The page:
Soraa, the University of California, Santa Barbara (UCSB) spin-out, has emerged from “stealth mode” with the launch of a drop-in LED-based replacement for 50 W MR16 halogen lamps that promises to pay for itself in reduced energy consumption within one year.
Using technology developed by the blue LED pioneer Shuji Nakamura and his UCSB colleagues, and now led by the highly-regarded ex-Intel and Samsung executive Eric Kim, Soraa has coined the term “LED 2.0” to describe its approach to solid-state lighting.
That’s because instead of growing the light-emitting gallium nitride layers of the LEDs on top of a sapphire, silicon carbide or silicon wafer – as is done conventionally – Soraa employs a native host, in the form of a gallium nitride substrate.
According to CEO Kim, who presented the company’s new lamps in a keynote talk at the Strategies in Light conference in Santa Clara this week, this means that the LED structures are “perfect” – with 1000 times fewer dislocations than rival LEDs that use conventional substrate materials prone to lattice mismatch.
Kim added that, while 2011 represented something of a breakthrough year for LED lighting, the cost of the technology still needs to be brought down by more than an order of magnitude. “Today’s LED products provide 25-50x less lumens per dollar than incandescent lamps, and 15-30x less than compact fluorescent lamps,” he told delegates.
While others are looking to manufacture the chips on larger-area sapphire or silicon substrates to increase that key lumens-per-dollar metric, Kim is adamant that such dramatic improvements to performance can only result from dramatic technical advances.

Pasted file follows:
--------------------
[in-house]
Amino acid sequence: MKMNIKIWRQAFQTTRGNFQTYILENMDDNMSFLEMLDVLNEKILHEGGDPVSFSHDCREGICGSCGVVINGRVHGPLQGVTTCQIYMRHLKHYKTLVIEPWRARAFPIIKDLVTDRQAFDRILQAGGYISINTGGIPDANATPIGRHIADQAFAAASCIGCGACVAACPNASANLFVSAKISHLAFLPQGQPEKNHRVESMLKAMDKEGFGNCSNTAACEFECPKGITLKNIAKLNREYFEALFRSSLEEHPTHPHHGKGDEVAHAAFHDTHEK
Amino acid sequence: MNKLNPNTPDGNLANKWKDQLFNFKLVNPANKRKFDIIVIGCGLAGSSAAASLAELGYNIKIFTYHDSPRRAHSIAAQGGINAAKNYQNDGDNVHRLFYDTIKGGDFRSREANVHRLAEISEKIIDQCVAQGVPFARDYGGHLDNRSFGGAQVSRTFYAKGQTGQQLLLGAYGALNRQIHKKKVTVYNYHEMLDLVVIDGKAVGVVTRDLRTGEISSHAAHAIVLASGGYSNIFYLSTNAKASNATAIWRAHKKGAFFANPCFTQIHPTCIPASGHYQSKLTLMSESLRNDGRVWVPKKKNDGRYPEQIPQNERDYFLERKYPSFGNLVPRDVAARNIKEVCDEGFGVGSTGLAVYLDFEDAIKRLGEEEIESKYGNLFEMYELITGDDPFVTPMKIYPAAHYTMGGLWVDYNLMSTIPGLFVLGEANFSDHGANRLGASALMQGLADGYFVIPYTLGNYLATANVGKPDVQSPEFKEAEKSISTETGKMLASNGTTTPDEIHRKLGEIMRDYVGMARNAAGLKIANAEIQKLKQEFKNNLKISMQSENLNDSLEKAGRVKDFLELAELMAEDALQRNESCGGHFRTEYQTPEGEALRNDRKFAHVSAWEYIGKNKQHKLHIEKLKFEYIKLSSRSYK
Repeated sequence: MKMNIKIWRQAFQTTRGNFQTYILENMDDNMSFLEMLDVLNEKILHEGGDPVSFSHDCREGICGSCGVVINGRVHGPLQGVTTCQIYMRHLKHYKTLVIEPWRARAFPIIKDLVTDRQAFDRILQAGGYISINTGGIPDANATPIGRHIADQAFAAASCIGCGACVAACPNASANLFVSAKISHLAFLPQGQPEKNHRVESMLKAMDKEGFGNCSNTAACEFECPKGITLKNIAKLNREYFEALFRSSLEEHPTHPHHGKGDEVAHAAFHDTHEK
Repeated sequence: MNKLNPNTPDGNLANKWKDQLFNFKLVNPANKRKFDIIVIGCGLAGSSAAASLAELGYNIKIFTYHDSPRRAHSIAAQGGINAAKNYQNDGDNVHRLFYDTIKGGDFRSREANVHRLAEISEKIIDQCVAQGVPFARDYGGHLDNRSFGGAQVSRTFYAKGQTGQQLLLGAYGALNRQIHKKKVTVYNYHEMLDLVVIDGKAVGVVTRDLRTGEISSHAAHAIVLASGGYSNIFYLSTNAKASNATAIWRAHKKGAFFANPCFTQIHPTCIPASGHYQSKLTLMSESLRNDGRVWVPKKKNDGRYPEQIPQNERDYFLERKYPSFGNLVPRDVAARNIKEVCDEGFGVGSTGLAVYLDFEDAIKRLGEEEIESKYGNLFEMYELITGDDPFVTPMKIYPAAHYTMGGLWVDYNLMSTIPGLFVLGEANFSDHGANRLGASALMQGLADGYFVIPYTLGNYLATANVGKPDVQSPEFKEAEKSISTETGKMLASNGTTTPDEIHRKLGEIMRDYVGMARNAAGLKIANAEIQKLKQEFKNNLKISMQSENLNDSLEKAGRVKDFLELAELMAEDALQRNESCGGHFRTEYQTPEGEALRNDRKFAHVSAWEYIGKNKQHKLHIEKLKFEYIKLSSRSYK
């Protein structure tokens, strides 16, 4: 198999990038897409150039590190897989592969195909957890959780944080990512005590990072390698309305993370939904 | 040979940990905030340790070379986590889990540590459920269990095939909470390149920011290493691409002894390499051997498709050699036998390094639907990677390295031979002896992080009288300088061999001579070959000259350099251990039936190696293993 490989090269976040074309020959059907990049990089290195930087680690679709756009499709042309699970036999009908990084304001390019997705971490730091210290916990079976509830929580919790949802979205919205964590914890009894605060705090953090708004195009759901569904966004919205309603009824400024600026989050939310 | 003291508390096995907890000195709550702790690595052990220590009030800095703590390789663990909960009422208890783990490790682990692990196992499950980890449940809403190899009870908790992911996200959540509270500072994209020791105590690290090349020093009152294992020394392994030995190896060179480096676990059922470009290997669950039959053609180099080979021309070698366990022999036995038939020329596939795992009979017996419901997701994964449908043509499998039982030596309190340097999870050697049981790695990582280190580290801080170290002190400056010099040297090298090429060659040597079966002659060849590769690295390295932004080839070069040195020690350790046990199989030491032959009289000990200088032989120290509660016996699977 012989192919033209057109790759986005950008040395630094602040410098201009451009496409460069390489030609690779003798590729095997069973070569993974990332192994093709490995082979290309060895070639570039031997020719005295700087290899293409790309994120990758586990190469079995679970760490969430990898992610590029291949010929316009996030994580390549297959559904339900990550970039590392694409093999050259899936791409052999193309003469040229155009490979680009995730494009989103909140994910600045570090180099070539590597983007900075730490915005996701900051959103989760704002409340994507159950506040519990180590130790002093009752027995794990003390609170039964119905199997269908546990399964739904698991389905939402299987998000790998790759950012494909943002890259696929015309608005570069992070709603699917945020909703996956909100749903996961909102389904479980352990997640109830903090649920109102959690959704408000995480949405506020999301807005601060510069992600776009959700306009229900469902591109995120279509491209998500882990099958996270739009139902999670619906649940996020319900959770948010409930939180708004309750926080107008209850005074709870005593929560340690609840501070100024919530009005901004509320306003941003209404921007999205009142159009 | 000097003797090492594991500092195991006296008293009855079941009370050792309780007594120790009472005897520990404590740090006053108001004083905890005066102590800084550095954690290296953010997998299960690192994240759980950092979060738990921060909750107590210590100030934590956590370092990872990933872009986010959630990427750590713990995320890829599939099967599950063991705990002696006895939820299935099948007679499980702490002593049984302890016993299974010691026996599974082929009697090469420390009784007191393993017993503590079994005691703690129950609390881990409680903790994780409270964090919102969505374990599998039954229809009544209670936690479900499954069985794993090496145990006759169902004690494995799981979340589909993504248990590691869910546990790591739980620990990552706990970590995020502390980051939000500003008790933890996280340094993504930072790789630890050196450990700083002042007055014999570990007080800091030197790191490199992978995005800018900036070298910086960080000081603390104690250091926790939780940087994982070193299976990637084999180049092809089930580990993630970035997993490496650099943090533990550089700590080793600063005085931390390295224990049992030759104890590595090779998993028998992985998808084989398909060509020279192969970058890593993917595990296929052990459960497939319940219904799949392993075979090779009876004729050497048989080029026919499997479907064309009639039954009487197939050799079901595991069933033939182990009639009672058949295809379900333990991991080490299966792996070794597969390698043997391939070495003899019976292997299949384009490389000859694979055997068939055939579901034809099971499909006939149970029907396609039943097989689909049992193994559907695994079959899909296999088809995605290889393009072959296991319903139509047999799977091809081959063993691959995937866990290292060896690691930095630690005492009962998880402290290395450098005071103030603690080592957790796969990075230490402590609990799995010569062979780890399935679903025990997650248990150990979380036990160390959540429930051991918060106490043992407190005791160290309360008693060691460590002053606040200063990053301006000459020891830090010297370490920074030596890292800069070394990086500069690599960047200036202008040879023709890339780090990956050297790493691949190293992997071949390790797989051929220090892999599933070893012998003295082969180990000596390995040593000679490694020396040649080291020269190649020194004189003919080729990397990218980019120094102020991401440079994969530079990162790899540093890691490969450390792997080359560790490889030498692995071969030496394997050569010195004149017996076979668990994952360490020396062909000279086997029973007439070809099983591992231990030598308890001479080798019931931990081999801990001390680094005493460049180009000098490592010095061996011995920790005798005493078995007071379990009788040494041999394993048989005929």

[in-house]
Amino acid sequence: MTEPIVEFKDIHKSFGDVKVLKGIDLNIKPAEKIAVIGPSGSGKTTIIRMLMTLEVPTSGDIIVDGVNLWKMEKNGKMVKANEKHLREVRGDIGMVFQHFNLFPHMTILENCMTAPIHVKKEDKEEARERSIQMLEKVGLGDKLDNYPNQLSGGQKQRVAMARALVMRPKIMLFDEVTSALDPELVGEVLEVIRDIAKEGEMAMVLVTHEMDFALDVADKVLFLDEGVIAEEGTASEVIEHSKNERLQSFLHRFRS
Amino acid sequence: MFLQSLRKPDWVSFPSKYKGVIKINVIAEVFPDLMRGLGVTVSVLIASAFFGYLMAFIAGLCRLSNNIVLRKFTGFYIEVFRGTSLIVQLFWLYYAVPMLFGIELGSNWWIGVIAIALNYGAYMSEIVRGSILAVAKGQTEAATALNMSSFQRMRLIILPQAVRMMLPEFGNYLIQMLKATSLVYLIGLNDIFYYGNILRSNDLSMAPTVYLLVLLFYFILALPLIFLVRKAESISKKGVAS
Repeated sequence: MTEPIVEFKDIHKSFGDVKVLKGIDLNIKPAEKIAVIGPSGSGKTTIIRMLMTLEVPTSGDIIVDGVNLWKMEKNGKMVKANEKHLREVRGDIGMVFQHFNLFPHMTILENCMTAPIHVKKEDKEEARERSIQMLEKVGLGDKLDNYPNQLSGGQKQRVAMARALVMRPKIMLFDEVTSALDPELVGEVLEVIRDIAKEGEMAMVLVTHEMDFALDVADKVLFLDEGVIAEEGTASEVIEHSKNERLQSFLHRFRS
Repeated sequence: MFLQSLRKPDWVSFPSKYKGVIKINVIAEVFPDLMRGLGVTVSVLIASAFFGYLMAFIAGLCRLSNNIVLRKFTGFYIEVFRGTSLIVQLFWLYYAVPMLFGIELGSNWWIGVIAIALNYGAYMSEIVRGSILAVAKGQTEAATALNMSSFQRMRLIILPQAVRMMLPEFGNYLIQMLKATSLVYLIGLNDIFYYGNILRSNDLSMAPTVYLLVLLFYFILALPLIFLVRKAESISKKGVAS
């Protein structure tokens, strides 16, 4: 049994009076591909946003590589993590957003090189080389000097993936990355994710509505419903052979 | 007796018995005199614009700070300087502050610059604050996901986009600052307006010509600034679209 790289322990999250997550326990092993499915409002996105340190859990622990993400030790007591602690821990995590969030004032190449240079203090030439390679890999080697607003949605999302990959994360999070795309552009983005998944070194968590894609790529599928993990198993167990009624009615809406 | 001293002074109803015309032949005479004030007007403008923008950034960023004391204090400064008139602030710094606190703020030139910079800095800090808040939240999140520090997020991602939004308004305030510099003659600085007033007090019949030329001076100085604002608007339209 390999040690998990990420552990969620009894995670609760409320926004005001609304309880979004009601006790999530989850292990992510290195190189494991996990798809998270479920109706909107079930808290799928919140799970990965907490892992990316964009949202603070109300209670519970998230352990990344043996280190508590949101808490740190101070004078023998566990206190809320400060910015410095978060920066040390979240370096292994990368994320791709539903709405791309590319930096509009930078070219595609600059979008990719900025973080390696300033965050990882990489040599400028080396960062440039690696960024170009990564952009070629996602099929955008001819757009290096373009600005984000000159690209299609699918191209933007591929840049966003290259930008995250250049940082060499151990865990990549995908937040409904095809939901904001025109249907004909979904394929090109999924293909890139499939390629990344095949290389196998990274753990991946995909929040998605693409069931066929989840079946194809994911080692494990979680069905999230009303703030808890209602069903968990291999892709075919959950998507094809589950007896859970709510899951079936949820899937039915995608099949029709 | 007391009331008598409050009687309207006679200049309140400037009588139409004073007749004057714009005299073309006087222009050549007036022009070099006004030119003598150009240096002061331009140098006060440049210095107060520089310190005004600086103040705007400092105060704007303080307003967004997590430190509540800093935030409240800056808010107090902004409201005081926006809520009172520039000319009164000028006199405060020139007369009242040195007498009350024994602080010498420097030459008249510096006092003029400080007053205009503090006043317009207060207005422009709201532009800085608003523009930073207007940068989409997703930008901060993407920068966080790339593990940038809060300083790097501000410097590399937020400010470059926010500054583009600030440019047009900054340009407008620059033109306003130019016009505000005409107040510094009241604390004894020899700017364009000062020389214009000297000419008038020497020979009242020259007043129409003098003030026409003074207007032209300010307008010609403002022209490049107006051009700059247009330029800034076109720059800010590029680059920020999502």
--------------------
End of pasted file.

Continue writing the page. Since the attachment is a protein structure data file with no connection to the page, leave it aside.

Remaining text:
That is what Soraa believes that it has achieved, through the incorporation of GaN substrates produced using “ammonothermal” chemistry: a technique championed by Jim Speck, one of the start-up’s co-founders.
Although the potential advantages of GaN substrates have long been recognized, the material has proved to be an incredibly difficult one to manufacture in the kinds of size and quality necessary for reliable, reproducible volume production. Until now, it seems.
Armed with more than $100 million in venture capital, provided largely by Khosla Ventures, cleantech specialist NGEN Partners and New Enterprise Associates, Soraa now has a GaN substrate fab in Fremont, California, and is ready to ramp production of the lamps through the second calendar quarter of 2012.
The company told optics.org that it was in advanced discussions with commercial partners, and that it would begin shipping its first MR16s by the end of March. With much of the focus of the solid-state lighting market now centered on cost, the key questions center on how much it will cost to produce the GaN-on-GaN LEDs, and the price at which they can be sold profitably.
Size isn’t everything
While optics.org understands that $25 is an accurate estimate of the initial pricing of the MR16 replacement, it appears that the company’s pricing model will be flexible one, depending on the specific nature of the application. “Soraa will be working with commercial customers to price for under one year payback, based on 12 hour per day operation,” said the company.